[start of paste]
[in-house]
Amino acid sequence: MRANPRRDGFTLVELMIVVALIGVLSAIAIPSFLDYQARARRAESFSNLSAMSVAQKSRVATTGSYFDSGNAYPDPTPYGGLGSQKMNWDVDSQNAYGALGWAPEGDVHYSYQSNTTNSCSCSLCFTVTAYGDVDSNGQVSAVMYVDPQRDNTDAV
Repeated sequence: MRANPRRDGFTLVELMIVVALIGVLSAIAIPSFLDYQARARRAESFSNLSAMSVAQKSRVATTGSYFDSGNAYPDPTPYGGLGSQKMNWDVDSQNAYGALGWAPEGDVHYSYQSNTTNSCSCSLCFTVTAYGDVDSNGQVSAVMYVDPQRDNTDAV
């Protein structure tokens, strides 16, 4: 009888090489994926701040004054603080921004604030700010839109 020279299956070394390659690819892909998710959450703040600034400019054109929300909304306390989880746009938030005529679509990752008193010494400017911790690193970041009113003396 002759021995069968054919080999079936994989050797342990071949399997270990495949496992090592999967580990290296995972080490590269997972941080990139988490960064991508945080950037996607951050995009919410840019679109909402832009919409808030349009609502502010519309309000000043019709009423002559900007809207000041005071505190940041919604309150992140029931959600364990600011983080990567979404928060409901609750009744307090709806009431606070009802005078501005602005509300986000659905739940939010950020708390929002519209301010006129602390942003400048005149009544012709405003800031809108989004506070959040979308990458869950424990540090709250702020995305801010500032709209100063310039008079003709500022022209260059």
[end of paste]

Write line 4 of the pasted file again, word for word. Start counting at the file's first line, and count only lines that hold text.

């Protein structure tokens, strides 16, 4: 009888090489994926701040004054603080921004604030700010839109 020279299956070394390659690819892909998710959450703040600034400019054109929300909304306390989880746009938030005529679509990752008193010494400017911790690193970041009113003396 002759021995069968054919080999079936994989050797342990071949399997270990495949496992090592999967580990290296995972080490590269997972941080990139988490960064991508945080950037996607951050995009919410840019679109909402832009919409808030349009609502502010519309309000000043019709009423002559900007809207000041005071505190940041919604309150992140029931959600364990600011983080990567979404928060409901609750009744307090709806009431606070009802005078501005602005509300986000659905739940939010950020708390929002519209301010006129602390942003400048005149009544012709405003800031809108989004506070959040979308990458869950424990540090709250702020995305801010500032709209100063310039008079003709500022022209260059």